Today was the final day of my internship, which means I’m back to a normal work schedule next week. (I expect my Middlemarch progress to increase significantly now [cough].) I even took time to go to the grocery store last night, so I had something to cook in my fridge when I got home tonight. With such sanguine expectations, what else could be hovering in the wings at stage left but drama?
We interrupt this post to bring you the post’s sole piece of visual interest, which has nothing whatsoever to do with the rest of this story, but which is one of my favorite things.
I am terribly afraid of spiders. I can’t help it. All of the things people who aren’t afraid of spiders say to people like me who are afraid of spiders make no difference whatsoever. They might ask, “What do you think the spider will do to you?” Well, honestly, I don’t have any idea. And I don’t think it’s fair to expect logic from me in these circumstances. All I know is that when I see one, buzzing begins in my brain and my heart starts to race and the only coherent thought to be mustered is it must die, which, after a tense staring contest (me versus the menace), is followed by a pep talk to myself (if there is no one else to do battle for me) to be a grown up and deal with it.
In June, I drove home from work one day, and pulling into the garage with my sunglasses on, and just above where I was storing my winter tires I saw a giant spider. I’m not exaggerating when I assure you that the body of that spider was larger than a quarter, not counting the legs. Dealing with that spider was an ordeal that involved first desperately calling my mother for moral support, backing my car out of the garage again (I had to have room to run in case of attack failure, and also as much light as possible from the open garage door), and a standoff that felt like 30 seconds which was probably more like five, until the giant spider started move (quickly) and I screwed my courage to the sticking place and launched my attack, face distorted for extra bravado. Suffice it to say attack number one was unsuccessful – tires had to be toppled – and eventually, it died.
So, in July, my father, who is one of my favorite people in the whole entire world despite his audacious suggestion that I try immersion therapy for my spider fear (he’s been known to rubber-band plastic bags around the ends of vacuum hoses, “just in case”, so it was a pot-kettle situation to begin with), came and swept out my garage for me. And sprayed Raid all the way around the inside edges of the garage, and the garage door. (Thanks, Dad! I love you!)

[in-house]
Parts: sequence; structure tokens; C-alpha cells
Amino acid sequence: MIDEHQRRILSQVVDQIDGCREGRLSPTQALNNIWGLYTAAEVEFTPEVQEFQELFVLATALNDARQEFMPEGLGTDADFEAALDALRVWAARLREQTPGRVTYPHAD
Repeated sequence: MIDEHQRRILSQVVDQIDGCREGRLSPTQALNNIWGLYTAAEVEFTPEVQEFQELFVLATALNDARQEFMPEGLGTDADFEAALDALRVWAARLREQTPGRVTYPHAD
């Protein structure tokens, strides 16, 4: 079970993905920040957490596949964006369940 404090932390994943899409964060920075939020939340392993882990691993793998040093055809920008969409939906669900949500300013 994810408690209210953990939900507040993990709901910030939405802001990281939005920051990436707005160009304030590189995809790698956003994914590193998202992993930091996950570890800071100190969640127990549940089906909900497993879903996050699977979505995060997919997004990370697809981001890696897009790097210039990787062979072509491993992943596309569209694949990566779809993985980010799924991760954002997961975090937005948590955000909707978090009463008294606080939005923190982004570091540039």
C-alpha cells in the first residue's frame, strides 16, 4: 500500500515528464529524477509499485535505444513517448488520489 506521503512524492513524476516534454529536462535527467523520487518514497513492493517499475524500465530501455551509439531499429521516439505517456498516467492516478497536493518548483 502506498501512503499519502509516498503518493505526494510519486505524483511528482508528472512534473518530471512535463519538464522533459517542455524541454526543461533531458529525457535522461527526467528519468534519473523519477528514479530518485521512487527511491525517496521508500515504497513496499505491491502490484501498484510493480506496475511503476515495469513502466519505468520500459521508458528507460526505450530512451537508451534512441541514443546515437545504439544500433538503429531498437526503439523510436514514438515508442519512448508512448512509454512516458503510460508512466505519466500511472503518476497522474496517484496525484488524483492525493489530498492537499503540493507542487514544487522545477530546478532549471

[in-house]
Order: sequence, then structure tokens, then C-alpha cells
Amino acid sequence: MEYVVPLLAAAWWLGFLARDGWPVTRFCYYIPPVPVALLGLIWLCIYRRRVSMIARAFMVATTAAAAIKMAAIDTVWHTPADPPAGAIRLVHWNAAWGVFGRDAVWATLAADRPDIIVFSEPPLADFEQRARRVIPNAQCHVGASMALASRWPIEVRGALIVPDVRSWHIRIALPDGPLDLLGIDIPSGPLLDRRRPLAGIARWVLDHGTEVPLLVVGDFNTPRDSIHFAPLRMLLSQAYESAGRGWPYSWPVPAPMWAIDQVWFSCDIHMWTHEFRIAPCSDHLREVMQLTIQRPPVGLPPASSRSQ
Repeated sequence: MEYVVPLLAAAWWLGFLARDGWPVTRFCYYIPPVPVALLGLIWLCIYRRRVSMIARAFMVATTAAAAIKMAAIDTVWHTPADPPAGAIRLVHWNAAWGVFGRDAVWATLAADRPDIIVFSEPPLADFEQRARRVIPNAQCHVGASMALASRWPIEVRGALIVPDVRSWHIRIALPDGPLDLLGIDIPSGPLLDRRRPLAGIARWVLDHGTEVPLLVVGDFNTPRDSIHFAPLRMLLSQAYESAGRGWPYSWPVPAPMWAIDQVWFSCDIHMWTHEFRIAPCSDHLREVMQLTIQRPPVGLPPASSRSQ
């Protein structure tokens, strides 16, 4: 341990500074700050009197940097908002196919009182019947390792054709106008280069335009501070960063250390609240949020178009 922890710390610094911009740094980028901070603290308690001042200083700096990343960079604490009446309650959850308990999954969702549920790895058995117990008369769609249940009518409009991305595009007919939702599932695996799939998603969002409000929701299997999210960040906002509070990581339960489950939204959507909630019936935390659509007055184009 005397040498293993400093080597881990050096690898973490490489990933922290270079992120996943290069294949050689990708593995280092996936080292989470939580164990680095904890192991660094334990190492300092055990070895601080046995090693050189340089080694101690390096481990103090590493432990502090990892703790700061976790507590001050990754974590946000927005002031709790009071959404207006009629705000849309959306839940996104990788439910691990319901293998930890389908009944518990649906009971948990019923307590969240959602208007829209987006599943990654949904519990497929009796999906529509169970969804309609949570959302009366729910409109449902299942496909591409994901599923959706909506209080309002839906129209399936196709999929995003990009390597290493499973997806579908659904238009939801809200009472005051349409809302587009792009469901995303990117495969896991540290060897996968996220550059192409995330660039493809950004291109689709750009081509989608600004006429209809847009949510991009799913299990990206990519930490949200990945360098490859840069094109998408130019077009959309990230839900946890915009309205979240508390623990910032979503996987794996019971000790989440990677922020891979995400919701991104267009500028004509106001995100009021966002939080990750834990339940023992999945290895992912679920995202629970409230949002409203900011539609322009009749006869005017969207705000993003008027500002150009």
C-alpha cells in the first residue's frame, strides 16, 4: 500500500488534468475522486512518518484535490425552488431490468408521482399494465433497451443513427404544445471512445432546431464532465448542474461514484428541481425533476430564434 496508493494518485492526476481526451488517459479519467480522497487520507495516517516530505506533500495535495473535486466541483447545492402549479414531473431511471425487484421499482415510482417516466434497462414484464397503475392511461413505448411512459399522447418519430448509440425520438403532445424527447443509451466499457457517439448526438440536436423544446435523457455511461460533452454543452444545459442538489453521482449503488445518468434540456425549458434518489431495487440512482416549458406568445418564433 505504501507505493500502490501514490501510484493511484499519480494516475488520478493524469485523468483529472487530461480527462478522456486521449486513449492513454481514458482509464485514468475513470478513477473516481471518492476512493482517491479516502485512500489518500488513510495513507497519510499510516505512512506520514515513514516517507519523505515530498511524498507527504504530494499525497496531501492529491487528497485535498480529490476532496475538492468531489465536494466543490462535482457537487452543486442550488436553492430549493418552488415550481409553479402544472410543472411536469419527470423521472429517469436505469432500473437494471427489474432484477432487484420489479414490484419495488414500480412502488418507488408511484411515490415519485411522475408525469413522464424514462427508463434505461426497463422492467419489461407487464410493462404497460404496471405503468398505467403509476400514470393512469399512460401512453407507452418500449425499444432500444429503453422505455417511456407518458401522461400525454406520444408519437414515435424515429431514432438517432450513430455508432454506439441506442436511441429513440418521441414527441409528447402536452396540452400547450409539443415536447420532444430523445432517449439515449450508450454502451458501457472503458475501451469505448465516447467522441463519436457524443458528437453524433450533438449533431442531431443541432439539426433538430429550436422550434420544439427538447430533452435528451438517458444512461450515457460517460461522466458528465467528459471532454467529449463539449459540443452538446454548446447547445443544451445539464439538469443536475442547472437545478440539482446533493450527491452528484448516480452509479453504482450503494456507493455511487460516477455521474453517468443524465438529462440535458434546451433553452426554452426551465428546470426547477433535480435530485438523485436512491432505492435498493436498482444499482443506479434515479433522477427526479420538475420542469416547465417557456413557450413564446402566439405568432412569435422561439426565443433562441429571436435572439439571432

And it’s mostly been great since then. I suspect that the garage-sweeping exercise resulted in dislodging some from their habitats, as I had the misfortune to reach into my purse the next weekend and suddenly discover that a spider was ON MY HAND (but it was small and its death was swift).
Tonight after retrieving the mail, I was headed into my apartment and chanced to glance down toward the corner of the garage to find a mid-size spider. Too large for me to deal with while things were in my hands, so I dashed upstairs, divested myself of the things, grabbed a stiff shoe, and went back downstairs.
I think I really need to work on my aim. Smacking at the wall with my stiff shoe, I missed, or it darted out of the way too quickly – who can say for certain? – and it sandwiched itself in the crevice between the wall and the garage floor and I thought to myself, RAID!
But as soon as I picked it up, I had doubts. The Raid was too light. I gave it a shake and could hear a little left in the bottle, so I returned to the scene of battle to discover that, when the button was depressed, the “steady line of spray” for which this specific bottle of Raid was purchased was nothing more than spits of drops falling only inches away. So I held it as close as I dared to the crevice, and as I did my best to apply the random drops evenly, I saw another spider – a smaller one – scurrying. (In hindsight it occurred to me that perhaps mid-size spider was hunting the smaller spider – or the other way around – but I remain remorseless.)
I have no idea whether this final line of defense (as I refuse to sit and wait for them to come out of the crevice) was successful. But the moral to today’s story is, if you’re using someone’s Raid and you almost use up the entire bottle, you should really let them know, so that they can restock before it is too late.
And thanks again Dad! You’re the best-est of the best!
Author’s note: If you did in fact tell me that I needed to buy more Raid, and I just forgot, I blame it entirely on my crazy schedule heretofore this summer and thereby absolve myself of any untoward moralizing.